September 10 – October 22, 2017

Opening reception September 10, 4-7pm

The Pit is pleased to present Gated Snare, an installation of new work by Erik Frydenborg.

Gated Snare finds its tone in the ambient regression of the current American moment.  As appeals to remake bygone days trap us in recursive loops, we witness the distorting effects of time on our stored memories—compressed, edited, and overwritten data that gradually calcify into implausible totems. If memory makes experience into collage, then attempts to resuscitate memory anew are invitations to heavier, glitchier constructions.

Frydenborg’s sculptures are analogous, converting source collages of minced visual aids into dimensional, vaguely devotional statuary. Revisiting the swamp of his own memory, Frydenborg here explicitly invokes the Xerox paste-up culture that informed his early formal impulses. 

The re-emergence of collage in underground music graphics during the 1980s of Frydenborg’s childhood marked the resurrection of Dada from its avant-garde mausoleum into a new, living strain of Folk Art. At the 20th century’s end, Frankenstein patchworks of postindustrial imagery became standard vernacular expressions of technophobia, political disillusionment, and corporate repulsion. Frydenborg’s sculptures call back to the guileless spirit of this popularized dissent.

In the same era, such motions of no confidence played out against the backdrop of an increasingly frothy, overheated mass culture. The “gated snare” of this show’s title nods to the ubiquitous drum sound originated by Phil Collins and Hugh Padgham in 1980—a crashing, synthetically clipped beat that began as an accidental revelation, but quickly slid into omnipresence and automatism.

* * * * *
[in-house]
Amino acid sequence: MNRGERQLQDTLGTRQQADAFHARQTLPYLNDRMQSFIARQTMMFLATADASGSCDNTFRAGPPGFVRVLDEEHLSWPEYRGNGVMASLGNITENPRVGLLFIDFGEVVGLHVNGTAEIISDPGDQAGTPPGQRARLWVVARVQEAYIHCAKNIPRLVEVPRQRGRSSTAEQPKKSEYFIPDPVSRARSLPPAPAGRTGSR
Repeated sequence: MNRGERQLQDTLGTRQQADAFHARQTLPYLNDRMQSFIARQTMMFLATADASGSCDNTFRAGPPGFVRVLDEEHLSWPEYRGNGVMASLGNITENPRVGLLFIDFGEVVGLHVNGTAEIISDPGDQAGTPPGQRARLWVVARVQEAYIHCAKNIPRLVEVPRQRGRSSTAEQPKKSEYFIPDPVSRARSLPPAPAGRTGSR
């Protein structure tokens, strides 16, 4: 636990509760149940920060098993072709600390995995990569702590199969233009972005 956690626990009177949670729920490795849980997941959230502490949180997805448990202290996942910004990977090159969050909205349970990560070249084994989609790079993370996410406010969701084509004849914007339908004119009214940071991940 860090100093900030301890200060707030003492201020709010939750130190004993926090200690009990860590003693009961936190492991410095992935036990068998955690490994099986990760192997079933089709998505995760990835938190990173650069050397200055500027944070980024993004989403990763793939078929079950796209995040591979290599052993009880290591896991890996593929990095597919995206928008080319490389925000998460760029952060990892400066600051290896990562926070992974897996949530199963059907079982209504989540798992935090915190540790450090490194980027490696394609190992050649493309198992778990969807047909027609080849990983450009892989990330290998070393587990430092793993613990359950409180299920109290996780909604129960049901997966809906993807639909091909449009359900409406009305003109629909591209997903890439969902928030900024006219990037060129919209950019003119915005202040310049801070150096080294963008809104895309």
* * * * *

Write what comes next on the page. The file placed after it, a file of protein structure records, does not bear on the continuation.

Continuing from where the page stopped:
As this machine-assisted acoustic effect saturated the decade’s pop music landscape, its visual correlate was often represented with thermograms—temperature-based images depicting warm-blooded life, in kaleidoscopic color, against cool backgrounds. Thermography acted as a stand-in for then peak technology—an advance towards a kind of cyborg vision, pairing mechanically-enhanced sensation with a reductive, heat-seeking form of sight. This “future primitive” mode—an ambiguous collapsing of scientific, militaristic, and sexual gazes—came to typify a rudimentary notion of what it might look like to see through transhuman eyes. 

In Gated Snare, Frydenborg frames an arena of comlinked effigies within a trio of thermographic tondos.  The apparent technological connections between these inert but expectant figures are belied by the blunt anachronism of their craft. Hooked into a daisy chain of undisclosed devices, they are arrested in power-save mode, forever poised to strike. The Gated Snare looms, limiting ingress and egress—a protective fence, a cage, a fiercely guarded border.


Erik Frydenborg received a BFA from the Maryland Institute, College of Art, and an MFA from the University of Southern California. His work has been reviewed in Artforum, Flash Art, and the Los Angeles Times. Frydenborg’s work has appeared in the solo exhibitions An Erik Frydenborg Omnibus at The Pit II in Glendale and Nebula Winners at Andrew Rafacz, Chicago, as well as in Brian Kokoska’s Trauma Sauna at ASHES/ASHES, Los Angeles. In 2017, Frydenborg was included in KNOWLEDGES at Mount Wilson Observatory and A Mere Sum of Parts at Charlie James Gallery, Los Angeles. Other recent group exhibitions include Regina Rex and Team Gallery, New York, Rainbow In Spanish and M+B, Los Angeles, Albert Baronian, Brussels, and Shanaynay, Paris. In November 2017, his work will appear in Skip Tracer, the inaugural exhibition of M. LeBlanc, Chicago. Frydenborg lives and works in Los Angeles.